Occasionally….there used to be homeowner contests for magazines, but no more, as magazines are getting fewer and farther between.  Usually I work for designers or architects. Magazines call me when they need projects for books etc. I just shot for a book about In-Law Units.  Quite a bit is about the relationships of the people that live there and why they are choosing to live next to each other.  In one case a womans children had left for college, in antother case an independent woman with alzheimers.  Others are people that want to age in place.  Coming out March 12th “In-Laws, Outlaws, and Grannyflats” 


Do you photograph homes where they do not spend much on furnishings?

The time has past when I go in to homes and see millions spent on furnishings and art.  I feel like the idea of smarter design and how we make what we have work is, and should be, happening much more. It’s a challenge to make that work as well because people need to understand, and need help with, playing up the strength of the design.  It’s great when people make the most of what they have in their house and make it work. In some cases I just bring cushions off my own couch and jam them into the couch on the set.  Once I used a tablecloth to look like a duvet cover, it was fabulous. They wondered where I got this beautiful cover.  Once I went out and bought some great, very inexpensive towels to use in the house I was photographing and the homeowners bought them they loved them so much. It’s also good to get some nice color in your accessories.  I was going through my pictures preparing for the AIA show that’s coming up and I realized I had two colors in my pictures, cream and brown. So I think that it is really important to look at adding color with accessories.

If you want to take a picture of your own house

Use a regular point and shoot but look at the numbers 35mm equivalent you want it to be between 24-28, a good wide angle lens, and for telephotos the bigger number the better for doing close-ups. Wide angle for house,  24-25/ 105. I would suggest you look at the B and H website in NY. They are very helpful. They have specs for every camera and use the same specs for reviewing every camera. I’ve called them as well when I’ve needed advice. I have a Lumix which is very wide, also a Canon G12 I like because all the controls are knobs that you change right on top, instead of having to go in to a menu.  I also like it because it shoots raw if you want it to. They are a bit more expensive, about $500.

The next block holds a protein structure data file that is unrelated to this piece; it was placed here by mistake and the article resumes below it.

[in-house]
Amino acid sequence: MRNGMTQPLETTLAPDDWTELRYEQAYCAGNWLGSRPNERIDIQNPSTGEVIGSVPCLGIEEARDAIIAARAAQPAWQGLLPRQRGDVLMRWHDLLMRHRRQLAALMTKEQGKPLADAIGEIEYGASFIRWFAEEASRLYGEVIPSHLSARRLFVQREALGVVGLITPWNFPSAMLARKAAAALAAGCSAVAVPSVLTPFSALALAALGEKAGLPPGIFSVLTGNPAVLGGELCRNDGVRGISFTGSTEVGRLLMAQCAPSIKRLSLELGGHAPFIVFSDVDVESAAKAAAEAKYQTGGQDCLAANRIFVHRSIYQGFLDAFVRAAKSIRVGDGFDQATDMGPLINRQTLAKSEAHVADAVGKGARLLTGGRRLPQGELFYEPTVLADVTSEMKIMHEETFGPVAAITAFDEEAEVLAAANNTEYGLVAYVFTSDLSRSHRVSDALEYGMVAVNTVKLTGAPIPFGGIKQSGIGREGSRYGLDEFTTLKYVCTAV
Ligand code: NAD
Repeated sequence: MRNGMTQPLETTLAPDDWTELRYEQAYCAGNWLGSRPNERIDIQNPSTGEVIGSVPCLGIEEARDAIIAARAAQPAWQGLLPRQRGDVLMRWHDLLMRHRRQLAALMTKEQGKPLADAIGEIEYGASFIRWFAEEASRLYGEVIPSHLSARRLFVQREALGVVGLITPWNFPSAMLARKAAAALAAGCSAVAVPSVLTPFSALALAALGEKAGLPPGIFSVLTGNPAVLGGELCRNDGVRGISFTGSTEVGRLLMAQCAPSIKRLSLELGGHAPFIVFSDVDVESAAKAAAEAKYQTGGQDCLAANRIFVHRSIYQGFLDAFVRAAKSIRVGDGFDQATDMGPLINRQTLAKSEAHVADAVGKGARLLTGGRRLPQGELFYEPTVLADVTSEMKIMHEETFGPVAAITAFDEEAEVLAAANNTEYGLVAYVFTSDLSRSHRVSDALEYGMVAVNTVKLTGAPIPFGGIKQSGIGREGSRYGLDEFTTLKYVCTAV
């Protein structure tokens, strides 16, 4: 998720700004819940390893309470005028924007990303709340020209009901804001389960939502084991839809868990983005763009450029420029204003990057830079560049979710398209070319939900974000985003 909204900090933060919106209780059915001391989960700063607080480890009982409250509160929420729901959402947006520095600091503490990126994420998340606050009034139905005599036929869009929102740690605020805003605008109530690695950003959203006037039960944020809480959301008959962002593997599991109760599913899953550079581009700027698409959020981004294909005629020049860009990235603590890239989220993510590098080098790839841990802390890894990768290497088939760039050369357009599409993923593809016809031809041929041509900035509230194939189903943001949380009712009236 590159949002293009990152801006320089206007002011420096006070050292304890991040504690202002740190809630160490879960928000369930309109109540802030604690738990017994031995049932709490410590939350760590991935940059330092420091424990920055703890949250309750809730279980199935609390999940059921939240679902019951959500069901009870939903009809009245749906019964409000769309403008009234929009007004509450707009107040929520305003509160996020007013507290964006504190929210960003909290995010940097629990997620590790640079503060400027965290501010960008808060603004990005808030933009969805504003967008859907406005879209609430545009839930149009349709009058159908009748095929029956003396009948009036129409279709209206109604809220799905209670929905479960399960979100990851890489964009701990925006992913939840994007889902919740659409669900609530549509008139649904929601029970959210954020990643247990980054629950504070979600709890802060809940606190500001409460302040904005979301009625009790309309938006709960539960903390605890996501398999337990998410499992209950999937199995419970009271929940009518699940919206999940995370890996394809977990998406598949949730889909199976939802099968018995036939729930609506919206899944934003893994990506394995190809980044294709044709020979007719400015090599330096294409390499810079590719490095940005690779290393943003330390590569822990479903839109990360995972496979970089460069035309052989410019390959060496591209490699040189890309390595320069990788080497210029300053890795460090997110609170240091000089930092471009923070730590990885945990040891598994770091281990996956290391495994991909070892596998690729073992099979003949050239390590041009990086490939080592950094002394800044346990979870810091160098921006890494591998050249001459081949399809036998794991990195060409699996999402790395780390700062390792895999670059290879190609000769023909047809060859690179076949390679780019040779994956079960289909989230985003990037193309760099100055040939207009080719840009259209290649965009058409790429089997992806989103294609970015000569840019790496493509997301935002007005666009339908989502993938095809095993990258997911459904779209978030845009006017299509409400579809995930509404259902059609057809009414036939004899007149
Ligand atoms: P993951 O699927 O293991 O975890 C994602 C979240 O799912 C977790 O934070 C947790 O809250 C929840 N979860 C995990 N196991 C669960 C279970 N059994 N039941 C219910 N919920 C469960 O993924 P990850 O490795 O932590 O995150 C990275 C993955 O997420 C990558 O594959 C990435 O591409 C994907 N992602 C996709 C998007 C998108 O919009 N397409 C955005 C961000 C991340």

Some things to remember when taking your own interior pictures:

-Consider using a tripod (good way of doing things). 

-Turn the ISO up really high because the flash is too strong and you lose the character of the light.  

-Whatever the camera is reading off of, the center of the focus, it trys to turn in to mid-value grey, then the rest of the room turns black.  

-Angle of incidence = angle of reflection. If you are facing right into a mirror or window, the flash will bounce right back into the camera. If you move aside and angle the camera toward the window, the reflection will also move away from the camera.


Muffy currently teaches photography at The Art Institute in SF. The founder of the photography department was Ansel Addams. She is now teaching an Art in Commerce class, which is more about how to do a job and what kind of jobs are out there. She also has a new book coming out with author Michael Litchfield titled “In Laws, Out Laws and Grannyflats”. You can find more information at his blog, Cozy Digs.

Muffy currently is part of an Architectural Photography Exibition at AIA San Francisco Center for Architecture + Design Gallery. She can be reached at 510-459-7414 and you can also see more of her work on her website.